11. 20
    From Dawn to Decadence by Jacques Barzun (MusicMom41)
    MusicMom41: Guns, Germs and Steel makes a great “prelude’ to Barzun’s book From Dawn to Decadence.
  12. 20
    The Seven Daughters of Eve: The Science That Reveals Our Genetic Ancestry by Bryan Sykes (Percevan)
  13. 10
    The Physics of Life: The Evolution of Everything by Adrian Bejan (br77rino)
  14. 10
    The horse, the wheel and language by David W. Anthony (tcg17321)
  15. 10
    Before the Dawn: Recovering the Lost History of Our Ancestors by Nicholas Wade (IslandDave)
  16. 10
    Wild: An Elemental Journey by Jay Griffiths (hohlwelt)
    hohlwelt: Complements very well with what Jared Diamond misses and vice versa.
  17. 10
    Children of the Ice Age: How a Global Catastrophe Allowed Humans to Evolve by Steven M. Stanley (br77rino)
    br77rino: Children of the Ice Age is an excellent anthropological discussion of the link that became homo sapiens. Guns, Germs, and Steel covers the more recent territory of racial evolution within homo sapiens.
  18. 43
    The Better Angels of Our Nature: Why Violence Has Declined by Steven Pinker (Percevan)
    Percevan: Both books are eminently throwing light on the big lines in human history
  19. 00
    Who We Are and How We Got Here: Ancient DNA and the New Science of the Human Past by David Reich (Cynfelyn)
    Cynfelyn: Who We Are and How We Got Here (2018) is a genetic interpretation successor to the cultural interpretation of Guns, Germs and Steel (1997).
  20. 00
    Human Natures: Genes, Cultures, and the Human Prospect by Paul R. Ehrlich (bookcrushblog)

(see all 26 recommendations)

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» See also 583 mentions

English (311)  Italian (9)  Dutch (7)  Swedish (3)  Spanish (2)  French (2)  German (2)  Danish (1)  Catalan (1)  All languages (338)
Showing 1-5 of 311 (next | show all)
Fascinating and very easy to read. A wonderful insight into why the world's power balances and imbalances are what they are. A great answer to some of the nonsense spouted by white supremascists! ( )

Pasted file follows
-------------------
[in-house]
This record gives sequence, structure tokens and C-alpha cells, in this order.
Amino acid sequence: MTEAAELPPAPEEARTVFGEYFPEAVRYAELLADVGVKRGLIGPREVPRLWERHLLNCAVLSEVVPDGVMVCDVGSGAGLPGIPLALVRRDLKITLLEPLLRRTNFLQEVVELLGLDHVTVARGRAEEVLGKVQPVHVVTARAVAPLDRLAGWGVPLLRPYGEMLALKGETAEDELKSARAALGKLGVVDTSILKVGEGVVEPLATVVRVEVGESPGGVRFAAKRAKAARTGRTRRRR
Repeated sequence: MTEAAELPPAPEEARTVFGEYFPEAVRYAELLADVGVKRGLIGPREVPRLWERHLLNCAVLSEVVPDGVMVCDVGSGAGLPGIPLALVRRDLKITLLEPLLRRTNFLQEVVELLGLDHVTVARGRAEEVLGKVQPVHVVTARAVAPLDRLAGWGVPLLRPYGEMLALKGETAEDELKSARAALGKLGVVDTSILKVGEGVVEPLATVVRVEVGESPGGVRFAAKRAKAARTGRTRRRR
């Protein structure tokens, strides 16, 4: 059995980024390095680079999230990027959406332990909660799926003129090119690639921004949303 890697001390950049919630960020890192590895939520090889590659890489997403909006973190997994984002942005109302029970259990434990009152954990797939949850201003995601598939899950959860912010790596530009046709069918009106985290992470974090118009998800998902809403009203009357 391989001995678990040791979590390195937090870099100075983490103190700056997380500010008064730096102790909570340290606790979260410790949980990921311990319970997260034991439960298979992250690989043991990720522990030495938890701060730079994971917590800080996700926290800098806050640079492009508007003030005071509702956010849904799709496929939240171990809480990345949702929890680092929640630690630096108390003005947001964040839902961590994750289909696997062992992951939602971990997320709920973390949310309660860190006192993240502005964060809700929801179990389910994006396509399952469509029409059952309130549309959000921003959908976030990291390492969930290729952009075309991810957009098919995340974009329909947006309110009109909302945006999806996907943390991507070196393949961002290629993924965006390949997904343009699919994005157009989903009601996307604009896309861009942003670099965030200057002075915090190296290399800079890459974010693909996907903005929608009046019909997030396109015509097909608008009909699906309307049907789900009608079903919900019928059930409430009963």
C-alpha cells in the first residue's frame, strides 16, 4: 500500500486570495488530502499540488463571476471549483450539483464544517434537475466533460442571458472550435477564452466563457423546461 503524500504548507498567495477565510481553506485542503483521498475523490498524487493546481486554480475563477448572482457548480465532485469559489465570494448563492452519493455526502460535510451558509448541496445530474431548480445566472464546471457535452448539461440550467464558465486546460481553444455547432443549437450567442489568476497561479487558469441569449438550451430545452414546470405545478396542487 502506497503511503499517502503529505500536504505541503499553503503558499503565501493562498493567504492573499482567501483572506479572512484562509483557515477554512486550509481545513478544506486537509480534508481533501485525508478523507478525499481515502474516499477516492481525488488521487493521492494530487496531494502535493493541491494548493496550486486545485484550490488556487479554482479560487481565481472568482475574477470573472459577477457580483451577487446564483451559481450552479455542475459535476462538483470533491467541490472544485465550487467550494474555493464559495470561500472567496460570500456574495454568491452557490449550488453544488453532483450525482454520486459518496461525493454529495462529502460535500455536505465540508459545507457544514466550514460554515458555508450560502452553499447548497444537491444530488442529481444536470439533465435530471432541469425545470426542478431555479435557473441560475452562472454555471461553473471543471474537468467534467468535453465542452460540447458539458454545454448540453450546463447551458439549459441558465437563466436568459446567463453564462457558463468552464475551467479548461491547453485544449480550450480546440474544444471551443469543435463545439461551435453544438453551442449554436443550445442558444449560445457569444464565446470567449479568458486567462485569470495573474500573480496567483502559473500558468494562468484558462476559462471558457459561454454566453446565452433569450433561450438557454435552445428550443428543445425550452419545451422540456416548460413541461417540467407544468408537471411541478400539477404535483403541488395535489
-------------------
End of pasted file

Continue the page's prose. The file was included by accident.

Estragon1958 | May 23, 2022 |
I've abandoned this book until I understand how one can even begin to come up with an answer for the question the author claims to tackle. I had a useful conversation about this with a friend, which I record below.

(TLDR; : It has to do with inference when you have more noise than information in a signal : how do you know tell the noise from the information ?)

===========================================================

Gaurav Kumar :
There's a book named : Guns, germs and steel. I was reading the first couple of pages and the author claims that the book is an attempt to answer the question :
"Why did wealth and power become distributed as they now are, rather than in some other way?"
I have a problem with the question
I believe, to answer that question, you would have to create a (new) exact copy of this universe
What do you think?

EH :
to answer that question scientifically, sure
but sound, experimental analysis is not the only useful kind

Gaurav Kumar :
I can't even see myself going forward in that book until I resolve that question.
I have a problem with people interpreting possible causation
if you havent observed it, I'm skeptical
If each of the steps in a long chain of causation events is unobserved and ambiguous, and you present a thesis, I'm going to throw you out of the window.
(you know, I didn't mean "you" right)

EH :
mhm
the hypothetical "you"
I haven't read the book